This response is consistent with the military’s refusal to comment on rules of engagement, arguing that revealing these rules threatens operations and puts troops at risk. But on February 9, Maj. Gen. William Caldwell, then coalition spokesman, writing on the coalition force website, insisted that the rules of engagement for troops in Iraq were clear. “The law of armed conflict requires that, to use force, ‘combatants’ must distinguish individuals presenting a threat from innocent civilians,” he wrote. “This basic principle is accepted by all disciplined militaries. In the counterinsurgency we are now fighting, disciplined application of force is even more critical because our enemies camouflage themselves in the civilian population. Our success in Iraq depends on our ability to treat the civilian population with humanity and dignity, even as we remain ready to immediately defend ourselves or Iraqi civilians when a threat is detected.”

When asked about veterans’ testimony that civilian deaths at the hands of coalition forces often went unreported and typically went unpunished, the Press Information Center spokesperson replied only, “Any allegations of misconduct are treated seriously…. Soldiers have an obligation to immediately report any misconduct to their chain of command immediately.”

Last September, Senator Patrick Leahy, then ranking member of the Judiciary Committee, called a Pentagon report on its procedures for recording civilian casualties in Iraq “an embarrassment.” “It totals just two pages,” Leahy said, “and it makes clear that the Pentagon does very little to determine the cause of civilian casualties or to keep a record of civilian victims.”

In the four long years of the war, the mounting civilian casualties have already taken a heavy toll—both on the Iraqi people and on the US servicemembers who have witnessed, or caused, their suffering. Iraqi physicians, overseen by epidemiologists at Johns Hopkins University’s Bloomberg School of Public Health, published a study late last year in the British medical journal The Lancet that estimated that 601,000 civilians have died since the March 2003 invasion as the result of violence. The researchers found that coalition forces were responsible for 31 percent of these violent deaths, an estimate they said could be “conservative,” since “deaths were not classified as being due to coalition forces if households had any uncertainty about the responsible party.”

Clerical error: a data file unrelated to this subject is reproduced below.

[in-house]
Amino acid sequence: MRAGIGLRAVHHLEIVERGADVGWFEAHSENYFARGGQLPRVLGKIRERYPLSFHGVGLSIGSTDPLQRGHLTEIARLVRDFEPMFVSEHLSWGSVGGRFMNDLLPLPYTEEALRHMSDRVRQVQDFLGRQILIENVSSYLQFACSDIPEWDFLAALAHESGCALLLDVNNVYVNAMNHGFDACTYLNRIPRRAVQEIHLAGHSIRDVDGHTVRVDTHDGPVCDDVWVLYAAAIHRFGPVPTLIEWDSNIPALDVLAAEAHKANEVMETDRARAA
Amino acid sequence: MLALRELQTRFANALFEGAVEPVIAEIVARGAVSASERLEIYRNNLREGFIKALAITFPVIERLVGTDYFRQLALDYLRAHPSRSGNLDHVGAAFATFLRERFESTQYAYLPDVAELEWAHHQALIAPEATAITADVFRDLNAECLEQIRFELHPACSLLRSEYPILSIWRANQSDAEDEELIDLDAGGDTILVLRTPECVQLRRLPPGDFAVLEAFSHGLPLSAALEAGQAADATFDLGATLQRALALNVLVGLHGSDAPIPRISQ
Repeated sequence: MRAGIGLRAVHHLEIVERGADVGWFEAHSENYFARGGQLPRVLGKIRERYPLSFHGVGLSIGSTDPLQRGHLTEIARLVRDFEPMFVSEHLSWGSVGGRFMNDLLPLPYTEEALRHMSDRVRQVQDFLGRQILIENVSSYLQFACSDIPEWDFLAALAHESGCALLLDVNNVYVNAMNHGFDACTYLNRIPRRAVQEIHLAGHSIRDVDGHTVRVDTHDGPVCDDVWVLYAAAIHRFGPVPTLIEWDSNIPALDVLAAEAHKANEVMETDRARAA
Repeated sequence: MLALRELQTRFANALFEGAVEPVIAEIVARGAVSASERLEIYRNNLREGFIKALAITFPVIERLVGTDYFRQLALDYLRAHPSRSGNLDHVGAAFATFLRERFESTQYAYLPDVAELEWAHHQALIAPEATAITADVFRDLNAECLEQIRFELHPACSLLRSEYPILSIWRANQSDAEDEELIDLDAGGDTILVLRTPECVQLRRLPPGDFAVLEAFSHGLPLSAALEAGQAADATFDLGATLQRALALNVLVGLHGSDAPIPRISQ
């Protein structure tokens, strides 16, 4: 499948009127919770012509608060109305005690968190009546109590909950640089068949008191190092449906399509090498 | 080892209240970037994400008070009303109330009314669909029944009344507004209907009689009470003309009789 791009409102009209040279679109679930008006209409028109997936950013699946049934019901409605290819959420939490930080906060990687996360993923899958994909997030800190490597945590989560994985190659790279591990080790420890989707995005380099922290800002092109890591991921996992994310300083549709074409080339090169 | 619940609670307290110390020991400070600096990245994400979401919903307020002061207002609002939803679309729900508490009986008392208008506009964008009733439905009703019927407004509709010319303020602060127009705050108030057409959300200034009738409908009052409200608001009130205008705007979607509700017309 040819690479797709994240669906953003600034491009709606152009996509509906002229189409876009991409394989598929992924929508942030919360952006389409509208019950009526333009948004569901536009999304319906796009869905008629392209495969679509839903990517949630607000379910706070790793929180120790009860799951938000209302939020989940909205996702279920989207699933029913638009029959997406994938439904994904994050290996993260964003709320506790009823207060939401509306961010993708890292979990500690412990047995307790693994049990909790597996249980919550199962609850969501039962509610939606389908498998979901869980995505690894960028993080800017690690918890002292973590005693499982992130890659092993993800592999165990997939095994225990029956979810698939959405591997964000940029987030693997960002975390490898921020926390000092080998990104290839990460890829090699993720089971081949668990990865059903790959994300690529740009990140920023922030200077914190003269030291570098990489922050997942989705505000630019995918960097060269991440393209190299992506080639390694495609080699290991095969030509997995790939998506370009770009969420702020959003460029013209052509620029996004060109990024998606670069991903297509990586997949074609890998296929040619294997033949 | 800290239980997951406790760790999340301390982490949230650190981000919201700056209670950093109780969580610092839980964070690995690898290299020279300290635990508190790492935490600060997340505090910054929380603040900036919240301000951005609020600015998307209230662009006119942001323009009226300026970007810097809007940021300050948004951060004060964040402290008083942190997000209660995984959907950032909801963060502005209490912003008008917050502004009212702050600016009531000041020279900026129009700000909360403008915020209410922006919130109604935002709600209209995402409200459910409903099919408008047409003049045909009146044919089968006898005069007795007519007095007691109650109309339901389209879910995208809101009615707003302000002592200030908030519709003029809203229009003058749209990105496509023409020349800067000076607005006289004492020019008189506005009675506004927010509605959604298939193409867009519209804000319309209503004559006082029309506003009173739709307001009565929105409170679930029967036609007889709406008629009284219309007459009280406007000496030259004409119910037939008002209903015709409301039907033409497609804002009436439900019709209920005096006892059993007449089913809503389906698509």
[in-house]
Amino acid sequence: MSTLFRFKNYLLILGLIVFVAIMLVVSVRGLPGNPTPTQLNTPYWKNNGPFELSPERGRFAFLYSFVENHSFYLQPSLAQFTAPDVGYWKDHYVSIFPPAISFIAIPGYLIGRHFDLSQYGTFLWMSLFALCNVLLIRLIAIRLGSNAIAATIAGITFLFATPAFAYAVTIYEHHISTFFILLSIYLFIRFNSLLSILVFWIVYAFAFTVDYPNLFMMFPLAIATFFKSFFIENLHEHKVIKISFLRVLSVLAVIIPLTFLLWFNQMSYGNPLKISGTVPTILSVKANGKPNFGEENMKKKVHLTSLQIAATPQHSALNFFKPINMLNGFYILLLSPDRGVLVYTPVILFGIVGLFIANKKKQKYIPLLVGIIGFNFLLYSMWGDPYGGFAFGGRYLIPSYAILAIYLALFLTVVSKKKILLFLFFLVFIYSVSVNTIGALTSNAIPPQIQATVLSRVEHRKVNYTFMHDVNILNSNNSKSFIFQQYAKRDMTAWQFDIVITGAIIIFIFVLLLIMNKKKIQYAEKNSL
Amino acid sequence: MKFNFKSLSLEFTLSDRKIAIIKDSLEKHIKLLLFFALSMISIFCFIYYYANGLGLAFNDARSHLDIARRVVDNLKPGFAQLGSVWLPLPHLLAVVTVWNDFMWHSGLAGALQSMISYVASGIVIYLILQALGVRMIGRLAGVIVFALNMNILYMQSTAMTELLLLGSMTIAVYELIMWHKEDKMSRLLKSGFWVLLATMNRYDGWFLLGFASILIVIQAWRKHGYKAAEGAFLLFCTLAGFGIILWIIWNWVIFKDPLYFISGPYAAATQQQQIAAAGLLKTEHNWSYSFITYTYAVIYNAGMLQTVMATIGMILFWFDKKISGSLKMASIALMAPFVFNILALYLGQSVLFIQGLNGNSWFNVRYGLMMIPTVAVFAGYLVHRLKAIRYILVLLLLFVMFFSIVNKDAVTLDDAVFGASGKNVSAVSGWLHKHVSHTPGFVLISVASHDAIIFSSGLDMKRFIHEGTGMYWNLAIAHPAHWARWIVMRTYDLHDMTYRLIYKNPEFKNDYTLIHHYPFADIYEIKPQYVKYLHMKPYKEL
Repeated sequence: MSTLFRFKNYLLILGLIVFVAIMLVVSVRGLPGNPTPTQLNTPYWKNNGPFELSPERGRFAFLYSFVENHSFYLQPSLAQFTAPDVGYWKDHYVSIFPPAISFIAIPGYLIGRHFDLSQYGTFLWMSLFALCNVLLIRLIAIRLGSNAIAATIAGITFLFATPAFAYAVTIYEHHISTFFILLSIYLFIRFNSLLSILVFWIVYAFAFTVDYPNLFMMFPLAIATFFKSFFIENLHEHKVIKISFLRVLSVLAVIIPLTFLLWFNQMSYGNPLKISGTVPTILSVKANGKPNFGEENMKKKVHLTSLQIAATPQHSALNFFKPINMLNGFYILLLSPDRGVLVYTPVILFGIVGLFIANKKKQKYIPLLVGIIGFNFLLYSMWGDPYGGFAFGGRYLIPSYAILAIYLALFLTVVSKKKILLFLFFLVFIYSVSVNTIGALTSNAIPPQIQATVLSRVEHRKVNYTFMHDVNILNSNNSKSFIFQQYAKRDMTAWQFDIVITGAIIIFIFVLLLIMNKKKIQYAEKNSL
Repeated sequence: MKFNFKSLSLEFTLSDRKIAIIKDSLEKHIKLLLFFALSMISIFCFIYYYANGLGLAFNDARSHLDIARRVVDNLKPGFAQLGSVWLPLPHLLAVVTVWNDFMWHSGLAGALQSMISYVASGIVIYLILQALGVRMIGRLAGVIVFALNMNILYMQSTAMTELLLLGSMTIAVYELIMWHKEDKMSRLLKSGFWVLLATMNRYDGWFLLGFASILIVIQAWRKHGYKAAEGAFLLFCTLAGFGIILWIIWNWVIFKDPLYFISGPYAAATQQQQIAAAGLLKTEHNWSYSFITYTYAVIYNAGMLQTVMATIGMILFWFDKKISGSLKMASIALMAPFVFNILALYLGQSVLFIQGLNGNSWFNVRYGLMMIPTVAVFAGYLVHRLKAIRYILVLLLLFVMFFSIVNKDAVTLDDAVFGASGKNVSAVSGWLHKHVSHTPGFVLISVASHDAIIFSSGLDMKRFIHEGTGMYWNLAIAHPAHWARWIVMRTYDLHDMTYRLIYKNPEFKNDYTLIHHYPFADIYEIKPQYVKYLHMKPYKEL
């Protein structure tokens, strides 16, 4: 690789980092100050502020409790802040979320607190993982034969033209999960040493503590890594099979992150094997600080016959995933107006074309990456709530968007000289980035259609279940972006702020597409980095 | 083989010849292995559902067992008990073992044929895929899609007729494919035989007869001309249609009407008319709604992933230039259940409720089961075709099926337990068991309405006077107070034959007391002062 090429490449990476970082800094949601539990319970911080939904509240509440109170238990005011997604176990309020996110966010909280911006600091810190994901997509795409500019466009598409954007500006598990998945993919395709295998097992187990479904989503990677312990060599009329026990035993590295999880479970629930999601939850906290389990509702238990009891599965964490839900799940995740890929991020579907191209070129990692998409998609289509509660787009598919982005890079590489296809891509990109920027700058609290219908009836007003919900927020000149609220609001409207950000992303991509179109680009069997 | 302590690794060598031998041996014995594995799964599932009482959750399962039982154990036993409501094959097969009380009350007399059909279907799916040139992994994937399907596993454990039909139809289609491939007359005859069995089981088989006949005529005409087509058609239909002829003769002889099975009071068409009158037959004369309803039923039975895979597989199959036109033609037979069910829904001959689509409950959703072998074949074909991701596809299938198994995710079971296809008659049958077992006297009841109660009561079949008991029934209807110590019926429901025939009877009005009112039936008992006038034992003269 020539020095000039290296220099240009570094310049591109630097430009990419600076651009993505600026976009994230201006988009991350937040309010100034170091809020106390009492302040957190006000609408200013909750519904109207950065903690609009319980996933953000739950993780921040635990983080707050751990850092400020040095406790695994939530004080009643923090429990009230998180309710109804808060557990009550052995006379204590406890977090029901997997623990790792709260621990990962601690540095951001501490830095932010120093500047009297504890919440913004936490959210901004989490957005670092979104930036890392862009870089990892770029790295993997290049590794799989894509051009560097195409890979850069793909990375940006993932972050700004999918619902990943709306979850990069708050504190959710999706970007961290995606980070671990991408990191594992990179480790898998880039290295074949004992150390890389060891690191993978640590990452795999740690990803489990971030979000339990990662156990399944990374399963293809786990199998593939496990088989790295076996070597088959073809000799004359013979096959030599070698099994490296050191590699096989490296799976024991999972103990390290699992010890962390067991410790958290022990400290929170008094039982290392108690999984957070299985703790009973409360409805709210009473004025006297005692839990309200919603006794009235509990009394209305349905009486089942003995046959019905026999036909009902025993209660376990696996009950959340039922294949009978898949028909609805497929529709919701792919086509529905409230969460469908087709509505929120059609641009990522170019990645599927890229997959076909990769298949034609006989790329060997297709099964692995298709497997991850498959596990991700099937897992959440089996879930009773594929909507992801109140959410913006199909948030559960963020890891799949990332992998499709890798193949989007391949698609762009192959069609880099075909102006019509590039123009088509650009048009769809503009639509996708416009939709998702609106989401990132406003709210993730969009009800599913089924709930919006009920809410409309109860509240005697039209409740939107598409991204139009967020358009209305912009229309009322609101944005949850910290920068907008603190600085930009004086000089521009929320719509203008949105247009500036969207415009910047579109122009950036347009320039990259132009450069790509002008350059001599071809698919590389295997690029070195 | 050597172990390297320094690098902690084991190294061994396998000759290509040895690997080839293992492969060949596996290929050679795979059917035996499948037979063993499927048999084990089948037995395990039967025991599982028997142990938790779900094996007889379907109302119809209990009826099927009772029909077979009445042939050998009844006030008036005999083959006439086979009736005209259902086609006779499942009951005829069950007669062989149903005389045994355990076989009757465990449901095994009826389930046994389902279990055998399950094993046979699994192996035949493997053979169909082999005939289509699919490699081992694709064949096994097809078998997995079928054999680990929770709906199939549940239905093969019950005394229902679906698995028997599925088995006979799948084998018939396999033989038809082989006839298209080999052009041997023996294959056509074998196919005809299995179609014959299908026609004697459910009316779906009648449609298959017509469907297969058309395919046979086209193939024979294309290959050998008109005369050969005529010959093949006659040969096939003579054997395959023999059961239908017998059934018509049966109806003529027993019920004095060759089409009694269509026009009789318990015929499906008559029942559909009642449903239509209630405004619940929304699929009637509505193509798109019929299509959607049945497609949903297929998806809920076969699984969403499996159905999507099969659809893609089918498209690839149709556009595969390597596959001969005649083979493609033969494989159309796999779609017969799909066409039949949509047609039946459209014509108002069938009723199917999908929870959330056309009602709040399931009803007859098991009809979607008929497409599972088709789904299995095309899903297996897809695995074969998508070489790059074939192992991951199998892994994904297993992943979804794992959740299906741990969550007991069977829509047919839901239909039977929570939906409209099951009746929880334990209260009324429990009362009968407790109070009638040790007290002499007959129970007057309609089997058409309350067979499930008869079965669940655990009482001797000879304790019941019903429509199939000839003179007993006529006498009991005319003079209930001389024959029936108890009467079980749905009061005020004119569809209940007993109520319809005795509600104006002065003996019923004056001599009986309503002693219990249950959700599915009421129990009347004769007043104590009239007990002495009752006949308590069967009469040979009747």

“Just the carnage, all the blown-up civilians, blown-up bodies that I saw,” Specialist Englehart said. “I just—I started thinking, like, Why? What was this for?”

“It just gets frustrating,” Specialist Reppenhagen said. “Instead of blaming your own command for putting you there in that situation, you start blaming the Iraqi people…. So it’s a constant psychological battle to try to, you know, keep—to stay humane.”

“I felt like there was this enormous reduction in my compassion for people,” said Sergeant Flanders. “The only thing that wound up mattering is myself and the guys that I was with. And everybody else be damned.”


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By cann4ing, July 14, 2007 at 8:51 am Link to this comment

Non Credo, during the Nuremberg tribunals, the judiciary led by former U.S. Supreme Court Justice Robert Jackson had a very different name for what you describe as a “preemptive, optional war.”  They called it a “war of aggression,” which is considered the ultimate war crime since all other war crimes are the product of an unprovoked war of aggression.  A Nazi foreign minister was hanged for his role in initiating a “war of aggression” against Norway.